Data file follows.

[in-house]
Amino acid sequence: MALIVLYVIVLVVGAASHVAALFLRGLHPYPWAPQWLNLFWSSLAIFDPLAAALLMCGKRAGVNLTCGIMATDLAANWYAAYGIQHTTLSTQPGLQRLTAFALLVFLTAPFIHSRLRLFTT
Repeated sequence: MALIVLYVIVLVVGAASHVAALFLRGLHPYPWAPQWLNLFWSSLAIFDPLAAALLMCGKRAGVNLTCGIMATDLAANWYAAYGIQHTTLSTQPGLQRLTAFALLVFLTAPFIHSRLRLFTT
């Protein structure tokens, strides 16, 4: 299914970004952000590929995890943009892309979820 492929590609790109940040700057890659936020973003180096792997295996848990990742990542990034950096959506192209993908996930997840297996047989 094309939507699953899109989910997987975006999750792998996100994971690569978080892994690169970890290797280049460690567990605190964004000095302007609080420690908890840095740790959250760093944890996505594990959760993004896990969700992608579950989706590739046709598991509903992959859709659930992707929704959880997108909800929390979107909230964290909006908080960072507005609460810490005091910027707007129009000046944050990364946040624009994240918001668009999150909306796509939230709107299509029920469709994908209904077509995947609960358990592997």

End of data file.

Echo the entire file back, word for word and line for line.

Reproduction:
[in-house]
Amino acid sequence: MALIVLYVIVLVVGAASHVAALFLRGLHPYPWAPQWLNLFWSSLAIFDPLAAALLMCGKRAGVNLTCGIMATDLAANWYAAYGIQHTTLSTQPGLQRLTAFALLVFLTAPFIHSRLRLFTT
Repeated sequence: MALIVLYVIVLVVGAASHVAALFLRGLHPYPWAPQWLNLFWSSLAIFDPLAAALLMCGKRAGVNLTCGIMATDLAANWYAAYGIQHTTLSTQPGLQRLTAFALLVFLTAPFIHSRLRLFTT
């Protein structure tokens, strides 16, 4: 299914970004952000590929995890943009892309979820 492929590609790109940040700057890659936020973003180096792997295996848990990742990542990034950096959506192209993908996930997840297996047989 094309939507699953899109989910997987975006999750792998996100994971690569978080892994690169970890290797280049460690567990605190964004000095302007609080420690908890840095740790959250760093944890996505594990959760993004896990969700992608579950989706590739046709598991509903992959859709659930992707929704959880997108909800929390979107909230964290909006908080960072507005609460810490005091910027707007129009000046944050990364946040624009994240918001668009999150909306796509939230709107299509029920469709994908209904077509995947609960358990592997």